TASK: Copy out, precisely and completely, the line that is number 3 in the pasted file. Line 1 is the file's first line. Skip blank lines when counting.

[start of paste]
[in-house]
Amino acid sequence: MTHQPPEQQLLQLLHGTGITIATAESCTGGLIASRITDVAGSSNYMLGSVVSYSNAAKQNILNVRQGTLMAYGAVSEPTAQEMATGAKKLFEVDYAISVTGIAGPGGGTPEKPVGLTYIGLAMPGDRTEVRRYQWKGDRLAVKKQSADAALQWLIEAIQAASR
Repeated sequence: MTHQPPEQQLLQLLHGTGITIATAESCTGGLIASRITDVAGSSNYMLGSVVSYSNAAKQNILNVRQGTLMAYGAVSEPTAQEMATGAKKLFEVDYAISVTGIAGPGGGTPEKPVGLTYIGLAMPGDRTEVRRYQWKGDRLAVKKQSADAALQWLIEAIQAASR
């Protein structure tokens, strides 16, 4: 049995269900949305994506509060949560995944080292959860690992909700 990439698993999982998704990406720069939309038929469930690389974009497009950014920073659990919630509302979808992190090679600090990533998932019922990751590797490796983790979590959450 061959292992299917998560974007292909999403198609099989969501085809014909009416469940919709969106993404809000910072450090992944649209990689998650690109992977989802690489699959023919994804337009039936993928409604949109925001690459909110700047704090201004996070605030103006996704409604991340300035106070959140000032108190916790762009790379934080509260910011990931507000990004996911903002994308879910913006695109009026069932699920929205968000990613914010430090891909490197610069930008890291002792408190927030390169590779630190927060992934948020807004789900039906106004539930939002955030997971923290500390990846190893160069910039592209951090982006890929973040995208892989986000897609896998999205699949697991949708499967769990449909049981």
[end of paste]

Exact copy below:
Repeated sequence: MTHQPPEQQLLQLLHGTGITIATAESCTGGLIASRITDVAGSSNYMLGSVVSYSNAAKQNILNVRQGTLMAYGAVSEPTAQEMATGAKKLFEVDYAISVTGIAGPGGGTPEKPVGLTYIGLAMPGDRTEVRRYQWKGDRLAVKKQSADAALQWLIEAIQAASR